Tribe's Isaiah Stephens saving best for last

Contact Reporterdjohnson@dailypress.com

If you’re a stat wonk, William and Mary defensive tackle Isaiah Stephens doesn’t have much to offer. In three games this season, he has nine tackles — seventh on the team. He has two of the Tribe’s 14 quarterback sacks.

But, in something of an oxymoron, tackles don’t always make a lot of tackles. Allow W&M defensive end Matt Ahola, who leads the team with three sacks, to explain.

“He’s a 315-pound force in the middle who can move and is strong as an ox,” he said. “So you pretty much have to put two guys on him if you expect to block him. And when you put two guys on him, we’ve got one-on-ones across the board.

“It’s been helping the whole defense just having an anchor at nose guard. We say it all the time: You might not make the tackle, but you make the play.”

Stephens, a senior from Smyrna, Del., has always had the talent. In 2014, he became W&M’s first true freshman to start on the defensive line in 13 years. As a sophomore, he became a full-time starter. Last season, after making 21 solo tackles, he was named third-team All-CAA.

Going into Saturday’s CAA opener against Stony Brook at Zable Stadium, Stephens has made 27 consecutive starts. He’s in better shape now and, according to his coach, plays like it.

“He wasn’t always this strong, and he needed to get his weight under control to be consistent about the way he did things,” W&M coach Jimmye Laycock said. “He’s really matured and taken pride in the way he prepares and the way he plays.

“He’s grown up and become a very, very good player. And a consistently good player. Before, had had to learn about how to go more than two or three plays in a row. He’s gotten pretty good at that now.”

Stephens also feels more mentally sharp.

“I know the playbook now like the back of my hand,” he said. “I know where I’m supposed to be. I know my weaknesses so I can work on them. I’m not focused on learning the plays or ‘should I be here or there?’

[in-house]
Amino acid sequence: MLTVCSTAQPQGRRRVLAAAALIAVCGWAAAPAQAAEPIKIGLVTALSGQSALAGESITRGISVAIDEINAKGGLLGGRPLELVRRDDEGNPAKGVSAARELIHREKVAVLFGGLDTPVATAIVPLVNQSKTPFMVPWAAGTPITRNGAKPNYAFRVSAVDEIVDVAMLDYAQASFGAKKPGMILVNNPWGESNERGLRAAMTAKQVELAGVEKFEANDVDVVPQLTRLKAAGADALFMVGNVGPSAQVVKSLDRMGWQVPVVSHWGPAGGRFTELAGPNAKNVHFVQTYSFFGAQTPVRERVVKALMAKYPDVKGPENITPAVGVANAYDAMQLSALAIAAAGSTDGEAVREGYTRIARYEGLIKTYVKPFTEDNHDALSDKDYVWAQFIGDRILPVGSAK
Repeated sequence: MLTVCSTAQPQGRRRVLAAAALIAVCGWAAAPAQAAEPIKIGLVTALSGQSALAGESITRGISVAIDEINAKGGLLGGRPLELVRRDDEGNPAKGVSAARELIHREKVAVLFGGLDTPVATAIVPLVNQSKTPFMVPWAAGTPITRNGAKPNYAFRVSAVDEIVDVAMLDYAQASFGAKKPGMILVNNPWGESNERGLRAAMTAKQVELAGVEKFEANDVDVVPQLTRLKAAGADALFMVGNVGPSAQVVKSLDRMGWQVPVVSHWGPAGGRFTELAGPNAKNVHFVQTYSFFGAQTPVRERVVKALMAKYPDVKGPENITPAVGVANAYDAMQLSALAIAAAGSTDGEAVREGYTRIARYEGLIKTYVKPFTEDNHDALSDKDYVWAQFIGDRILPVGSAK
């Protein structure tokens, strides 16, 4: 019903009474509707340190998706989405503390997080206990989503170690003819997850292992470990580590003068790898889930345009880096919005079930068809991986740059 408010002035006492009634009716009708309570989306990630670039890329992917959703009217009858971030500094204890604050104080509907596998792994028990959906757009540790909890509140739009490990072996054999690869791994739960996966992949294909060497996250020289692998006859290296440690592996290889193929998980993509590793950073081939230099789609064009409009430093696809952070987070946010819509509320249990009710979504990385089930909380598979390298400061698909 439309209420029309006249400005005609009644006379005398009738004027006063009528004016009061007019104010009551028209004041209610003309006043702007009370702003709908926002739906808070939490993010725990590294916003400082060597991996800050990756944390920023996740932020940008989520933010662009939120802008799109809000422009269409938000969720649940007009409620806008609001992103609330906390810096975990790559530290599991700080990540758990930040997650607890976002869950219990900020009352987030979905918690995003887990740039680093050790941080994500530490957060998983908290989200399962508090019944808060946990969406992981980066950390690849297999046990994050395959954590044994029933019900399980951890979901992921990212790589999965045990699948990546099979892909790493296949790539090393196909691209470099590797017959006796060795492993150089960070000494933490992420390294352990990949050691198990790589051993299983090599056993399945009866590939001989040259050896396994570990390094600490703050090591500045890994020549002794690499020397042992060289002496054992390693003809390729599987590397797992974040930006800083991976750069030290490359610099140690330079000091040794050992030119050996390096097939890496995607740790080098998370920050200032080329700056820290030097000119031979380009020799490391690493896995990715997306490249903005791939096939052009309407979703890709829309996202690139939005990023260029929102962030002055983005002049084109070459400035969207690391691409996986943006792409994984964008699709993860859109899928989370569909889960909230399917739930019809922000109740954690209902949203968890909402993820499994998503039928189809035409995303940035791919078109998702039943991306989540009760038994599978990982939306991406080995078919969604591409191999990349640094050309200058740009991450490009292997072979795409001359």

“I can go out there and show young guys how to practice, how to play in the games. It’s a good feeling.”

Set to graduate next spring, Stephens is majoring in kinesiology and health sciences. He wants to attend nursing school — VCU, Old Dominion and Penn State are among those he’s considering.

“I want to go into nursing because I love helping people out,” he said. “My girlfriend is in nursing school at VCU, and she’s learning so much. It’s definitely a whirlwind.

“I want to be accepted into an accelerated program somewhere. It’s a great job. And there are always job openings.”

Stephens said he did a nursing internship with Brittany Ptachick, a nurse practitioner at Sentara Family Medicine Physicians in Williamsburg.

“I shadowed her, and that was a lot of fun,” he said. “I learned a lot of stuff. You take all these classes at William and Mary and you can actually apply what you learn to the real world.”

For now, Stephens has eight games (he hopes more) left in his college football career. And he’s determined to go out playing his best.

“Time definitely goes by fast,” he said. “You don’t think as a freshman, ‘This is going to be the quickest four years of my life,’ but it honestly is. This is my last guaranteed season to play football.

“It’s bittersweet, honestly. My games and practices are all numbered now. I’m leaving everything on the field.”

NOTES: Laycock said he’s hopeful left tackle Chris Durant and center Nick Wimmer, who have missed time with injuries, will be able to play Saturday against Stony Brook. Durant, a preseason All-CAA pick, has missed the last two games with a knee injury. … Tailback Albert Funderburke, who hasn’t played since tearing his ACL last September, is getting closer but is doubtful for this week. … In the last 24 seasons, W&M is averaging 8.7 victories after winning its conference opener.

Johnson can be reached by phone at 757-247-4649. Follow him on Twitter at @DaveJohnsonDP.

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